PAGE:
News | Penguin Random House | New York, 03/18/2024

Penguin Press Announces Al Pacino Memoir

On October 8, Penguin Press, a publishing house of Penguin Random House U.S., will publish “Sonny Boy”, the memoirs of famous Hollywood star Al Pacino, in the U.S.. According to the publisher, the book is an account of Pacino’s path to acting, his great roles, as well as the most important relationships in the famous actor’s life.

When film buffs hear the name Al Pacino, scenes from his most famous role as Michael Corleone in Francis Ford Coppola’s masterful mafia trilogy “The Godfather” may immediately come to mind. Or perhaps as the gangster Tony Montana in “Scarface”, the blind retired lieutenant colonel Frank Slade in “Scent of a Woman” or Lt. Vincent Hanna in “Heat.” The list of remarkable roles that Al Pacino, one of the most outstanding character actors in U.S. cinema, has played over the course of his long film career is long. In his memoirs “Sonny Boy,” which Penguin Press will publish in the U.S. on October 8, the actor tells us how he personally experienced all this.

When Al Pacino celebrated his first successes as a film actor in his mid-thirties, he had already lived several lives. A fixture of avant-garde theater in New York, he had led a bohemian existence, working odd jobs to support his craft. He was raised by a fiercely loving but mentally unwell mother and her parents after his father left them when he was young, but in a real sense he was raised by the streets of the South Bronx, and by the troop of buccaneering young friends he ran with. After a teacher recognized his acting promise and pushed him toward New York’s fabled High School of Performing Arts, the die was cast. In good times and bad, in poverty and in wealth and in poverty again, through pain and joy, acting was his lifeline, its community his tribe.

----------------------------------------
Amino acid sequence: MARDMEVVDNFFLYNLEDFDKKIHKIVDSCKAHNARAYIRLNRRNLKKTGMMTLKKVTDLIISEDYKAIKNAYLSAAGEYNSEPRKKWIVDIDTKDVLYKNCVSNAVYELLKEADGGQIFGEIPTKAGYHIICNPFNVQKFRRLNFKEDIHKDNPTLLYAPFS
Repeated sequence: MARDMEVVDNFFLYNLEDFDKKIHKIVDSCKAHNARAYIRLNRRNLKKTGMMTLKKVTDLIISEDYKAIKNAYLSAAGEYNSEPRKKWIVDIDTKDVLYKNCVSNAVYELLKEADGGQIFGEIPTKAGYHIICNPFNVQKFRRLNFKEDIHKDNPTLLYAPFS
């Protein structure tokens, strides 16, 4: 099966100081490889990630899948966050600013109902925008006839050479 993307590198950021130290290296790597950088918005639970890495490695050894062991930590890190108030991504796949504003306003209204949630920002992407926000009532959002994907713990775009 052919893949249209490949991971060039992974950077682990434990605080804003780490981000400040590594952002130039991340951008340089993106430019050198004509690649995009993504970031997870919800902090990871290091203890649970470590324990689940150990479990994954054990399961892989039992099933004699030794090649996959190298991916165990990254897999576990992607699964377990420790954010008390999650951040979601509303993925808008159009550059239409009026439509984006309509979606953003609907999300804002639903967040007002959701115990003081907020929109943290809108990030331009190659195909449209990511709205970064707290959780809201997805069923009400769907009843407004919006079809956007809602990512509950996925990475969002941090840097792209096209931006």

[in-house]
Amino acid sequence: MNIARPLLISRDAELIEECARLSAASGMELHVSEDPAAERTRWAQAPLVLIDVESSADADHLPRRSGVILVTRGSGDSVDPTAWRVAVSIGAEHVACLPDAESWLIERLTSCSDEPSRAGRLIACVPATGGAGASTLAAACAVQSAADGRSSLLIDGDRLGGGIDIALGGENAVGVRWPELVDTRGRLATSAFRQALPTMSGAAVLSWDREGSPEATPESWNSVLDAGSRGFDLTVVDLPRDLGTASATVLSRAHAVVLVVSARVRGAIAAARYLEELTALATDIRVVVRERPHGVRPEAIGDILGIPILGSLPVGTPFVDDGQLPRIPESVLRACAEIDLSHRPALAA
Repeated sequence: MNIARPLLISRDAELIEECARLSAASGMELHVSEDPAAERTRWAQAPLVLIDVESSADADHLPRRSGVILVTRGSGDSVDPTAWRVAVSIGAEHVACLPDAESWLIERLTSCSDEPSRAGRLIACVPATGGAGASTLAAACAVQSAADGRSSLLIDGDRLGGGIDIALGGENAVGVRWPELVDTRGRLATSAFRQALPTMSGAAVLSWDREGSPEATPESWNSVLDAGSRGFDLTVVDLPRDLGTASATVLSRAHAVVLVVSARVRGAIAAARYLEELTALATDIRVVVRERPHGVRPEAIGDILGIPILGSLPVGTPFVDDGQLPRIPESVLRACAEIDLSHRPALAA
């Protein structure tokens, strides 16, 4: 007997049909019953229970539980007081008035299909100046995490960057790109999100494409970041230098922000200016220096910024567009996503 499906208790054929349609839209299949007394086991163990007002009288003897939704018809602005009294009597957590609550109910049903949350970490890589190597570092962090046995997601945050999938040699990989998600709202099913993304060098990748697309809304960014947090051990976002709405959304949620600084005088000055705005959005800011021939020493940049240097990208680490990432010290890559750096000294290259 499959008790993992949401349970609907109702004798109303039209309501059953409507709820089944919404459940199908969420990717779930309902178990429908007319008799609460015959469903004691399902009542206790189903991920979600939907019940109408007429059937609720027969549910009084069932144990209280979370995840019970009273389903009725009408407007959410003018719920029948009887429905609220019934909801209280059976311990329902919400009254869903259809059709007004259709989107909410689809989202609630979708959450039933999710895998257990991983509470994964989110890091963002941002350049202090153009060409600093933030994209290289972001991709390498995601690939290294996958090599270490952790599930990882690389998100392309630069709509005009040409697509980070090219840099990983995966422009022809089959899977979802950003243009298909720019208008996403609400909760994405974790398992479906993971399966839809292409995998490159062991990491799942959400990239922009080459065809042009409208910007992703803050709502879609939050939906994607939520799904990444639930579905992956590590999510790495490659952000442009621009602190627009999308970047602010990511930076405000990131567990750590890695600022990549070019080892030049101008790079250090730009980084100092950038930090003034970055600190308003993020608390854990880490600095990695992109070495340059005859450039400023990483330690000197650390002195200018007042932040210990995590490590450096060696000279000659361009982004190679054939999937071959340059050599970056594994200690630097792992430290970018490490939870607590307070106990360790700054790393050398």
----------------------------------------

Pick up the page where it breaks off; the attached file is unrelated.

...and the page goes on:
The publisher describes “Sonny Boy” as “the memoir of a man who has nothing left to fear and nothing left to hide. All the great roles, the essential collaborations, and the important relationships are given their full due, as is the vexed marriage between creativity and commerce at the highest levels.” Pacino himself says: “I wrote Sonny Boy to express what I’ve seen and been through in my life. It has been an incredibly personal and revealing experience to reflect on this journey and what acting has allowed me to do and the worlds it has opened up. My whole life has been a moonshot, and I’ve been a pretty lucky guy so far.”